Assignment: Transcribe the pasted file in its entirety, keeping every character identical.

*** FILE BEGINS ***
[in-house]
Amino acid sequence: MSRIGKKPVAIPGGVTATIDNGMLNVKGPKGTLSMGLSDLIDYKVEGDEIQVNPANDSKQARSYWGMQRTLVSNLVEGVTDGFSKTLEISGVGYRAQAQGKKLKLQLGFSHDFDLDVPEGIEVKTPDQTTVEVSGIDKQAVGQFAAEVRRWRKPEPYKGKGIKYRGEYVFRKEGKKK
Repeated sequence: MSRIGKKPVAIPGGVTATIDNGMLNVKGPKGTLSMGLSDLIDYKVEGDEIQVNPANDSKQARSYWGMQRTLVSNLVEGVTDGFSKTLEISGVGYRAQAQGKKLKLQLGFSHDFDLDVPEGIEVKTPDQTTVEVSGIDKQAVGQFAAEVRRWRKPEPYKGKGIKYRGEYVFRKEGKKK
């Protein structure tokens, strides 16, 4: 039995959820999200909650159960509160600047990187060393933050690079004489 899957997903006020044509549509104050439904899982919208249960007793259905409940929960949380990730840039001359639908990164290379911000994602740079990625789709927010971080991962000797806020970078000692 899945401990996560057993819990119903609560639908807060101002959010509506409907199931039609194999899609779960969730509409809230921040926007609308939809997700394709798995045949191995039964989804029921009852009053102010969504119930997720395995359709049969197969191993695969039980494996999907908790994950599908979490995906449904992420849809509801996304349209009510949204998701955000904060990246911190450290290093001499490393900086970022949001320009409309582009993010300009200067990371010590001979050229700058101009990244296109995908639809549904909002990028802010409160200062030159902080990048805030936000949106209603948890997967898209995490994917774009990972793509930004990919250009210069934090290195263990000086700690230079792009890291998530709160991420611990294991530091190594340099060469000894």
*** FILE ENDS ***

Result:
[in-house]
Amino acid sequence: MSRIGKKPVAIPGGVTATIDNGMLNVKGPKGTLSMGLSDLIDYKVEGDEIQVNPANDSKQARSYWGMQRTLVSNLVEGVTDGFSKTLEISGVGYRAQAQGKKLKLQLGFSHDFDLDVPEGIEVKTPDQTTVEVSGIDKQAVGQFAAEVRRWRKPEPYKGKGIKYRGEYVFRKEGKKK
Repeated sequence: MSRIGKKPVAIPGGVTATIDNGMLNVKGPKGTLSMGLSDLIDYKVEGDEIQVNPANDSKQARSYWGMQRTLVSNLVEGVTDGFSKTLEISGVGYRAQAQGKKLKLQLGFSHDFDLDVPEGIEVKTPDQTTVEVSGIDKQAVGQFAAEVRRWRKPEPYKGKGIKYRGEYVFRKEGKKK
């Protein structure tokens, strides 16, 4: 039995959820999200909650159960509160600047990187060393933050690079004489 899957997903006020044509549509104050439904899982919208249960007793259905409940929960949380990730840039001359639908990164290379911000994602740079990625789709927010971080991962000797806020970078000692 899945401990996560057993819990119903609560639908807060101002959010509506409907199931039609194999899609779960969730509409809230921040926007609308939809997700394709798995045949191995039964989804029921009852009053102010969504119930997720395995359709049969197969191993695969039980494996999907908790994950599908979490995906449904992420849809509801996304349209009510949204998701955000904060990246911190450290290093001499490393900086970022949001320009409309582009993010300009200067990371010590001979050229700058101009990244296109995908639809549904909002990028802010409160200062030159902080990048805030936000949106209603948890997967898209995490994917774009990972793509930004990919250009210069934090290195263990000086700690230079792009890291998530709160991420611990294991530091190594340099060469000894």